Since then, of course, Limbaugh has lost a great deal of weight, and though his politics are still repugnant, his waistline looks marvelous.
Unfortunately for Arison, nothing about him has improved. He is still a greedy corporate pig. In fact after reading the three articles that follow, which explore various aspects of Arison's Carnival Cruise Lines, I now realize my description of him may have been too forgiving. Referring to Micky Arison as a pig was actually a compliment.
Already I can hear the shouting: How can I say such a vile thing? Isn't Arison a generous contributor to many deserving charities? Isn't he a faithful patron of the arts?
Sure he is. The money he donates to those causes, however, is but a mere pittance in relation to his vast wealth. This past September Forbes magazine estimated his net worth to be $5.1 billion. The few million he tosses to local institutions is designed to feed his ego while simultaneously blinding people to the ugly truth about him and his family.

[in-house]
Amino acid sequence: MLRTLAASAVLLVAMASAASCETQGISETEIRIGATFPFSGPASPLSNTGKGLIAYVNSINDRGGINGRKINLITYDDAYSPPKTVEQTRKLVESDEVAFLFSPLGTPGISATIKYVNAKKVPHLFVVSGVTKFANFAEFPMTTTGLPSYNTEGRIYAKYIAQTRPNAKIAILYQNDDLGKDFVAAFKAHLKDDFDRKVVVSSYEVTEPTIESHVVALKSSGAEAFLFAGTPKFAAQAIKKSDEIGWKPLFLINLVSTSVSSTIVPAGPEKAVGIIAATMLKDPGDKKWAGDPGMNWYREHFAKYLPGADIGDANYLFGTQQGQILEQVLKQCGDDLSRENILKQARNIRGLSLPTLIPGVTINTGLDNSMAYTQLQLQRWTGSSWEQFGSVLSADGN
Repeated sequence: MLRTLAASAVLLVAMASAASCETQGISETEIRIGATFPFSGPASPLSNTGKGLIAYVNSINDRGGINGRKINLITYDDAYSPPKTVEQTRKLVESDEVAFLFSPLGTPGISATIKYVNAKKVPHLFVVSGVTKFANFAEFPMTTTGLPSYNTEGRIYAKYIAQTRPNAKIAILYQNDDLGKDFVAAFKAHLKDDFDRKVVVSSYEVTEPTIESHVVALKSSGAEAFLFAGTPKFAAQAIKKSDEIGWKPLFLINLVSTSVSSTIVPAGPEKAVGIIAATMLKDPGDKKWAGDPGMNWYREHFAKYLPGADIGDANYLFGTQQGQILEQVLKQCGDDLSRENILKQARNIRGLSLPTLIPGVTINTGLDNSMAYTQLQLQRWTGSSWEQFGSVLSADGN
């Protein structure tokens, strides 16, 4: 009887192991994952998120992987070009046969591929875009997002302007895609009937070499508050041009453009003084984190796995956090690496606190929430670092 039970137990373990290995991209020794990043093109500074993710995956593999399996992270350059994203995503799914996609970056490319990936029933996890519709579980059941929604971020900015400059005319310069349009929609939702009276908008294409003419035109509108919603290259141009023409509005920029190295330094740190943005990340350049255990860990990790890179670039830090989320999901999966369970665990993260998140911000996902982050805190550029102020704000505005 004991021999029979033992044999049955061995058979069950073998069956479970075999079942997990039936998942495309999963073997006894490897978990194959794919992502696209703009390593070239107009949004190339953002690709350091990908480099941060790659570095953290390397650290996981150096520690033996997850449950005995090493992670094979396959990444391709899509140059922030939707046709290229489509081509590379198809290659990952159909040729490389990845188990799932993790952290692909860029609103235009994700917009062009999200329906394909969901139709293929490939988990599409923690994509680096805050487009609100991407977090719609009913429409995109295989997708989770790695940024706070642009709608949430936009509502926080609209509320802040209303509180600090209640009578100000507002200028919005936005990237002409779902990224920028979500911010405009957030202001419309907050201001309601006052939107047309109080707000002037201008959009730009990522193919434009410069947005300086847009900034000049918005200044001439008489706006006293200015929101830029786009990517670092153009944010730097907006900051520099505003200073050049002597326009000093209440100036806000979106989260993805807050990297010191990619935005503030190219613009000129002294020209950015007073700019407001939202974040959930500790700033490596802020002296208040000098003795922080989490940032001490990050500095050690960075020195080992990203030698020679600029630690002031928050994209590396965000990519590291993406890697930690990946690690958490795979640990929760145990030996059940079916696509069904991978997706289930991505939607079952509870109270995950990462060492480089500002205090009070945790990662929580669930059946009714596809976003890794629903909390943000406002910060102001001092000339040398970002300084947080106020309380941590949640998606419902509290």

Micky Arison and his late father Ted created the family fortune by exploiting Third World laborers and by registering their vessels in foreign countries so they wouldn't be subject to U.S. taxes. According to some experts, this nifty bit of evasion, which Arison and his lobbyists spend a small fortune protecting in Congress, annually costs the American people roughly 360 million dollars that Carnival would otherwise be paying. One particularly cynical tax scheme the family attempted to pull off met with failure late last year. Ever the artful tax-dodger, Ted Arison renounced his U.S. citizenship in 1990 and moved to Israel. He knew that if he lived ten years outside the United States after abandoning the country that made him rich, his Miami relatives wouldn't have to pay hefty estate taxes after his death.